Côte des Neiges-Notre Dame de Grâce (CDN-NDG) councillor Jeremy Searle remains unapologetic for remarks he made about Jews at the April 4 borough meeting, which he directed at local Chabad Rabbi Yisroel Bernath.
“The only apology required is from the rabbi to the community he has maligned – his behaviour was disgraceful,” Searle told The CJN, which asked for his response to a joint statement condemning his comments issued April 13 by the Centre for Israel and Jewish Affairs (CIJA), CDN-NDG borough Mayor Russell Copeman and Coun. Lionel Perez.
At the borough meeting, Searle charged that Rabbi Bernath and other Jewish councillors in favour of a proposed housing development on the site of the former St. Columba Church on Hingston Avenue were trying to instil “Jewish guilt” in opponents to the project, by suggesting they were motivated by anti-Semitism.
He said this amounted to accusing them of a hate crime.
The project would have seen the main church building demolished and seven townhouses built on the site, while the adjacent hall would be preserved. Chabad of NDG has been a rent-free tenant of the hall since September 2013, the year the property was bought by private developers from the Anglican diocese.
The borough council withdrew its support for the project at the April 4 meeting, citing the substantial local opposition. More than 220 area residents signed a registry opened by the borough on March 17, well above the 166 minimum required to force a referendum.
In their statement, Copeman and Perez, who is also a Montreal executive committee member, denounced Searle’s comments, saying they “disparaged Jewish elected officials and the broader Jewish community.” (Copeman and Perez are Jewish.)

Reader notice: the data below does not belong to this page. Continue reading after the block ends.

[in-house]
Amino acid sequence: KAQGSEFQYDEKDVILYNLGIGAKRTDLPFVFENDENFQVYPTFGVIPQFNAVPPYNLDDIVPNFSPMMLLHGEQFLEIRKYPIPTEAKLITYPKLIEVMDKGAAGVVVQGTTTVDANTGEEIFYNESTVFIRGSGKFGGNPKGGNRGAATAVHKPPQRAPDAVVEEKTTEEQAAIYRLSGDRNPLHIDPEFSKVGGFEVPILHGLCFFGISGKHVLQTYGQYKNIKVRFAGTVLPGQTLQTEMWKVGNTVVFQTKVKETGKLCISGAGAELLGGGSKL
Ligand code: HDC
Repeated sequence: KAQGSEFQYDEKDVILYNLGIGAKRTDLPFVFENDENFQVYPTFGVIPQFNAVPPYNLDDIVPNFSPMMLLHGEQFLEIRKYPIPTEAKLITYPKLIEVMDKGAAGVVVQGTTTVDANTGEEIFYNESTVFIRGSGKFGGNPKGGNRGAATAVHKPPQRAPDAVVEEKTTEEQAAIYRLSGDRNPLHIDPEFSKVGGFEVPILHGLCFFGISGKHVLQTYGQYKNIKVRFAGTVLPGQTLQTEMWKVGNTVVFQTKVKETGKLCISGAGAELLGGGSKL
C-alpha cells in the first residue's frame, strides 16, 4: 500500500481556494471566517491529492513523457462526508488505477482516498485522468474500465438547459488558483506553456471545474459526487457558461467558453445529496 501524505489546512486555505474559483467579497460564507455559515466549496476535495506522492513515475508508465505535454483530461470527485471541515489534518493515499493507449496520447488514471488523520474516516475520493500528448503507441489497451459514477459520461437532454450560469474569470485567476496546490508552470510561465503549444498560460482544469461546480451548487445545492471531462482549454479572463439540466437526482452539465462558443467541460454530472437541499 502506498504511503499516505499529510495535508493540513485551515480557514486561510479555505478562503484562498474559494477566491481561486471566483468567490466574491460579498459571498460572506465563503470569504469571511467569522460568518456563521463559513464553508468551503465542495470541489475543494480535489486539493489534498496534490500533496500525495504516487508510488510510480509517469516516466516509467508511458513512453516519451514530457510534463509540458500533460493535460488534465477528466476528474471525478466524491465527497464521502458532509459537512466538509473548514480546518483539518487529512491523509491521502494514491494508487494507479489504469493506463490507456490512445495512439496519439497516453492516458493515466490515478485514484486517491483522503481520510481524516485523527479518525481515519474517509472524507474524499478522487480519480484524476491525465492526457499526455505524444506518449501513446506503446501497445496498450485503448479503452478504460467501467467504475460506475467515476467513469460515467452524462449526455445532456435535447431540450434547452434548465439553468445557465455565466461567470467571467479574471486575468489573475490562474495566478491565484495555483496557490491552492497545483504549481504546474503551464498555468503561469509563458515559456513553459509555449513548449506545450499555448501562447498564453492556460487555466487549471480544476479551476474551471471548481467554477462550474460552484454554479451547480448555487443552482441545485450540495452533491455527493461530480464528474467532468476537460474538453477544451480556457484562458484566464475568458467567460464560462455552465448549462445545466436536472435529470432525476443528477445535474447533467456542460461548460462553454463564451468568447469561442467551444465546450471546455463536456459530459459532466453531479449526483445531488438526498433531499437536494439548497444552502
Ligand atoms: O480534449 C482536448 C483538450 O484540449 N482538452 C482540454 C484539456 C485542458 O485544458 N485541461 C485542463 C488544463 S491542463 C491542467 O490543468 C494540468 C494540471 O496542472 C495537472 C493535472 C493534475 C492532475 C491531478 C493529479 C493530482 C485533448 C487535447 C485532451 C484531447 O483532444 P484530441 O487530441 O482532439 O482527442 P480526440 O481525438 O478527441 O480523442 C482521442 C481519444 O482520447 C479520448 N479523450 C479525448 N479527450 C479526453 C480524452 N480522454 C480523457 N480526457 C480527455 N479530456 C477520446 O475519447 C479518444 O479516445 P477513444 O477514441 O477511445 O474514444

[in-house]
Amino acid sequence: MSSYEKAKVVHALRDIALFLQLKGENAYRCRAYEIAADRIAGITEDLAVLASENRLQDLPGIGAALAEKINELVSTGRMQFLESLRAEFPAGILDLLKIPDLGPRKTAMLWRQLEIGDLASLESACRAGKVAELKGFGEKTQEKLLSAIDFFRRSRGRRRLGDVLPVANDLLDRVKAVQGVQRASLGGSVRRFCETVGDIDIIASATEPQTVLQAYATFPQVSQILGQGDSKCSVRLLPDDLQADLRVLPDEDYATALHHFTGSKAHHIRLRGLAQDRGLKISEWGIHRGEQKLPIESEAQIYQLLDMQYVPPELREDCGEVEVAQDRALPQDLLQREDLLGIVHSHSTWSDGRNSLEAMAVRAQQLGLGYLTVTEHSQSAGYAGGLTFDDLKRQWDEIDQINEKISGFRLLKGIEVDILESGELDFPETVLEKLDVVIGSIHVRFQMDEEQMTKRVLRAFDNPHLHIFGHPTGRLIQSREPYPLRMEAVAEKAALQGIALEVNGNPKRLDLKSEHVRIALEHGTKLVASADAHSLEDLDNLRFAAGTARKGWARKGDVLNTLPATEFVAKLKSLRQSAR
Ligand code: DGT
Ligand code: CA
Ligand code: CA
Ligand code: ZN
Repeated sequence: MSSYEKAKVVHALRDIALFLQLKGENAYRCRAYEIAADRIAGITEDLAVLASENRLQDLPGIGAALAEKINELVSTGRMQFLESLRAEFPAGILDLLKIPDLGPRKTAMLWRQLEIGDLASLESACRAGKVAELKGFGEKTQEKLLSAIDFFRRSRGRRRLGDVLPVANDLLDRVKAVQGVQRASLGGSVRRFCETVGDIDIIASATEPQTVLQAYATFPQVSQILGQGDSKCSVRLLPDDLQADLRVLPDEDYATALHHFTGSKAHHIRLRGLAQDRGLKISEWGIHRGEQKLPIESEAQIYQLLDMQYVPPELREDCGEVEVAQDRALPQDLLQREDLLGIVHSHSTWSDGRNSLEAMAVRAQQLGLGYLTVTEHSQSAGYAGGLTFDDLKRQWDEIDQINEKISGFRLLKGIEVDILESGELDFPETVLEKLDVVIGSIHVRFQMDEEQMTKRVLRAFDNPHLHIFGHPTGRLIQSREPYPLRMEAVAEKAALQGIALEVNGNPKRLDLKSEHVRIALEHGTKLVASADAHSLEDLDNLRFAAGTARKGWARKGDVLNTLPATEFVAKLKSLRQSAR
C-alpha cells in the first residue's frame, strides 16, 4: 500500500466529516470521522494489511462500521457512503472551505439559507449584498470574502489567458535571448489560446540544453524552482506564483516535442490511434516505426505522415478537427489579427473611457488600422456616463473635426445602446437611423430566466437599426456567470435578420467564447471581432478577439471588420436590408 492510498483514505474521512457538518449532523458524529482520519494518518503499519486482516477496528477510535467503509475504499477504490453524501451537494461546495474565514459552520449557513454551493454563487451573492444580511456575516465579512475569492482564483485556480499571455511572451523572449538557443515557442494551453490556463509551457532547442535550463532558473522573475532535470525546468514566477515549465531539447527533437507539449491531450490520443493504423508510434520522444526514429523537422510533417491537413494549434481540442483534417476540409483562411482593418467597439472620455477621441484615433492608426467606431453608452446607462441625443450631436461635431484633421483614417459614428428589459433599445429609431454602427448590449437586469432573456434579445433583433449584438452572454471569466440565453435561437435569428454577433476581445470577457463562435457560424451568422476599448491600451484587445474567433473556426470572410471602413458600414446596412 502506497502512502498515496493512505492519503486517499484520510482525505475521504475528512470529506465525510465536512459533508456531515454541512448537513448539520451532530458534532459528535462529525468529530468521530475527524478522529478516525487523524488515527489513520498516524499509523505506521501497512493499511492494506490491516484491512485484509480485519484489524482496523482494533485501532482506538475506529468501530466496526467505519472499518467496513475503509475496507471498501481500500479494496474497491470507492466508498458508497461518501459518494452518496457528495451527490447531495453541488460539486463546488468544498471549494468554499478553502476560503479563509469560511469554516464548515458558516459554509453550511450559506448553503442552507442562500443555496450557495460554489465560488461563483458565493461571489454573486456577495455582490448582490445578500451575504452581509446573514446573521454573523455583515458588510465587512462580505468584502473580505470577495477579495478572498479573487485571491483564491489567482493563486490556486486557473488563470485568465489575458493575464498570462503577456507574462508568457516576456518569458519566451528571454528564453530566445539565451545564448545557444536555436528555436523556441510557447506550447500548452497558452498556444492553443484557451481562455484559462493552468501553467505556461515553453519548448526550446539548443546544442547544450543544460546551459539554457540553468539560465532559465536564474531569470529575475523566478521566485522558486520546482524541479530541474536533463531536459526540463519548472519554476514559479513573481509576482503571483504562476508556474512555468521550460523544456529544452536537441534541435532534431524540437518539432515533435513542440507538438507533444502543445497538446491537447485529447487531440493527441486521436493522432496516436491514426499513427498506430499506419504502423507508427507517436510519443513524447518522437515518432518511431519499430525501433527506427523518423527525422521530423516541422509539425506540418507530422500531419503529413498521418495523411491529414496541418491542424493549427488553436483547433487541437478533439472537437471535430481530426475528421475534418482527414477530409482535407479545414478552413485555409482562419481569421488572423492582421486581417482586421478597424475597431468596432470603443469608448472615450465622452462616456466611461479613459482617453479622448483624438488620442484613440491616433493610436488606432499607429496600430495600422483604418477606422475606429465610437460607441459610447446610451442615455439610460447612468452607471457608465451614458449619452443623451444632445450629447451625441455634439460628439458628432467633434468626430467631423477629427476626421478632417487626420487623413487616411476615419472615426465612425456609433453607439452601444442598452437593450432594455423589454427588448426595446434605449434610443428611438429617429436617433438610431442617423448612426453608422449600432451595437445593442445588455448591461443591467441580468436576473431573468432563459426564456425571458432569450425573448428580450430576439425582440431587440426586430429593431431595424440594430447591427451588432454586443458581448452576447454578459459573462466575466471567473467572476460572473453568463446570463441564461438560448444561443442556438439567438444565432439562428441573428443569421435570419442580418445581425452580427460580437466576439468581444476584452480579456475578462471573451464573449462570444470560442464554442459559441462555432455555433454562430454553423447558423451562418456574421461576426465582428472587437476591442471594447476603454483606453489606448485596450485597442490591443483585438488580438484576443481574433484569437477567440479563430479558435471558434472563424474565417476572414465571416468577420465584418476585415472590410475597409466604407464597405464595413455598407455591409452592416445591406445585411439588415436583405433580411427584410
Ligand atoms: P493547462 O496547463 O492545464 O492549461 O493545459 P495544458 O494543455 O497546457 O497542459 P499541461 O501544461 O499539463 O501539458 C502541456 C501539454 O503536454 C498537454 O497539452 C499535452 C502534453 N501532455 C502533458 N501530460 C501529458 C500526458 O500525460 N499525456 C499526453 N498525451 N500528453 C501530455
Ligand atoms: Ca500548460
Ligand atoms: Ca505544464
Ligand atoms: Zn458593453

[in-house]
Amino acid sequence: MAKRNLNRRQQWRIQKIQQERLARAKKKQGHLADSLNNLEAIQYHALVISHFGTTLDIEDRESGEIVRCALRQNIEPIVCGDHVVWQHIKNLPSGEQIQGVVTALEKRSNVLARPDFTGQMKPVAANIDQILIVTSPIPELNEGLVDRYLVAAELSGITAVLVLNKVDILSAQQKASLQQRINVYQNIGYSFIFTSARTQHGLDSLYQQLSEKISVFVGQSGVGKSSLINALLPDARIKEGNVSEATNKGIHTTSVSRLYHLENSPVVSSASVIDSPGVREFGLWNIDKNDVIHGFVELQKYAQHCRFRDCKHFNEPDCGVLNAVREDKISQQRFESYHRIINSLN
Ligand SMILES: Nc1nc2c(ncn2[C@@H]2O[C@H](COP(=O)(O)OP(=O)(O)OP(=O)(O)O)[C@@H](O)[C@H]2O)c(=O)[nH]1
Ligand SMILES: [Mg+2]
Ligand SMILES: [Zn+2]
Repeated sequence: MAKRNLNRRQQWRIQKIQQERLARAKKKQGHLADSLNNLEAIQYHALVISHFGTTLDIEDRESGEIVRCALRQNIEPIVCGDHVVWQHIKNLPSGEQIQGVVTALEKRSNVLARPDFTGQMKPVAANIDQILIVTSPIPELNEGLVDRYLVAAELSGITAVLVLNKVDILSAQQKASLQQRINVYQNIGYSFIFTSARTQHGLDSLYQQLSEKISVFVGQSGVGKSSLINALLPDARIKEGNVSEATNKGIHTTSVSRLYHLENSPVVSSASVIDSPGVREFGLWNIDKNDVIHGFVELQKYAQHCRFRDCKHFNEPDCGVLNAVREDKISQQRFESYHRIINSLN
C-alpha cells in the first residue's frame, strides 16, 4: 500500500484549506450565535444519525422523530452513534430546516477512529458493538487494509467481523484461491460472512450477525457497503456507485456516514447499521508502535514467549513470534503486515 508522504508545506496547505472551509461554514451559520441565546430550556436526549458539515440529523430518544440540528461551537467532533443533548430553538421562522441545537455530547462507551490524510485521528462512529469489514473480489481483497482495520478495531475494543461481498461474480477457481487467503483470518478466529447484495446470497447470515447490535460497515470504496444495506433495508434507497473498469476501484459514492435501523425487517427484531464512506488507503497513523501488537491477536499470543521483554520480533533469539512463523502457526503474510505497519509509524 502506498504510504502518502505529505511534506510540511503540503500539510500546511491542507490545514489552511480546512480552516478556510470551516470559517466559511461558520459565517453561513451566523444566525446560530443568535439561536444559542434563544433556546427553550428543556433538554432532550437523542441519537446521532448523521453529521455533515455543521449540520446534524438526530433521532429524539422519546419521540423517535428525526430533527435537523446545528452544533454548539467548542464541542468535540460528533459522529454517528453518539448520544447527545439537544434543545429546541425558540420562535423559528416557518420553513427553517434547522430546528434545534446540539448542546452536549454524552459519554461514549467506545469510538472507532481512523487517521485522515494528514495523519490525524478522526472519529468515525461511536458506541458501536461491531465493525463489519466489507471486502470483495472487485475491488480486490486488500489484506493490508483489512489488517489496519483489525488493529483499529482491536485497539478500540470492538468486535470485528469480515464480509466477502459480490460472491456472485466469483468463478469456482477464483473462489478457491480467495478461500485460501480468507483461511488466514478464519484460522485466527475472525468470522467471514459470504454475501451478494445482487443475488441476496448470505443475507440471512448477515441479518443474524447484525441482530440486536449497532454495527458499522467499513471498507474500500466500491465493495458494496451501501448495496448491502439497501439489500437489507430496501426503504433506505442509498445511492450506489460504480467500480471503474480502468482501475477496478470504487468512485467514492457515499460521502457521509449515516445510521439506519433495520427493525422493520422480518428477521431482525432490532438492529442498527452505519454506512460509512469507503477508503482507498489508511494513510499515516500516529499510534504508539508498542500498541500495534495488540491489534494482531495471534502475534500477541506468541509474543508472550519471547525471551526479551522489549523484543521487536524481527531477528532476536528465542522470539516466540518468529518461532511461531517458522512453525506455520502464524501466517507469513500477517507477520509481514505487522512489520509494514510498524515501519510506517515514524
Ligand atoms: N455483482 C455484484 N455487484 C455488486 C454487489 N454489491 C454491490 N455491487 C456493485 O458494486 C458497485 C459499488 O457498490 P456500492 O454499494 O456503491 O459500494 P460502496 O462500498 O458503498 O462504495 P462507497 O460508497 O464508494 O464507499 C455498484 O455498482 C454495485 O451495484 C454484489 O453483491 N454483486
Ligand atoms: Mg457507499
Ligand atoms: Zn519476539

CIJA Quebec co-chair Rabbi Reuben Poupko stated: “We commend [Copeman and Perez] for vigorously condemning offensive comments made about Jews…
“There is no place in municipal politics, or any other arena, for discriminatory and prejudiced speech as exhibited by Mr. Searle. His behaviour is utterly unbecoming of an elected official and goes against the very foundations of the liberal democracy in which we live.”
Searle, an independent councillor first elected to represent the Loyola district in 1994, pointed out to The CJN that his wife and children are Jewish.
He does not regret the way he expressed himself either. “I find it very sad that everyone talks about my choice of words when it was he [Rabbi Bernath] who was disgusting,” Searle said.
Rabbi Bernath said users of the Chabad centre have been the targets of “harassment, demonization and bigotry” over the past couple of years, and of generally unwarranted complaints about noise and other alleged nuisance caused to the neighbours.
Searle said that since the meeting, he has received “hate mail” from Concordia University students, which he will bring to the attention of police. Rabbi Bernath also serves Concordia’s Loyola campus.
Searle also lashed out at Copeman for “going along with [Rabbi Bernath] and failing to moderate the meeting. He should be deeply ashamed. Having become Jewish does not make him immune to doing what is right.”
Copeman is a convert to Judaism, a fact he cited at that meeting.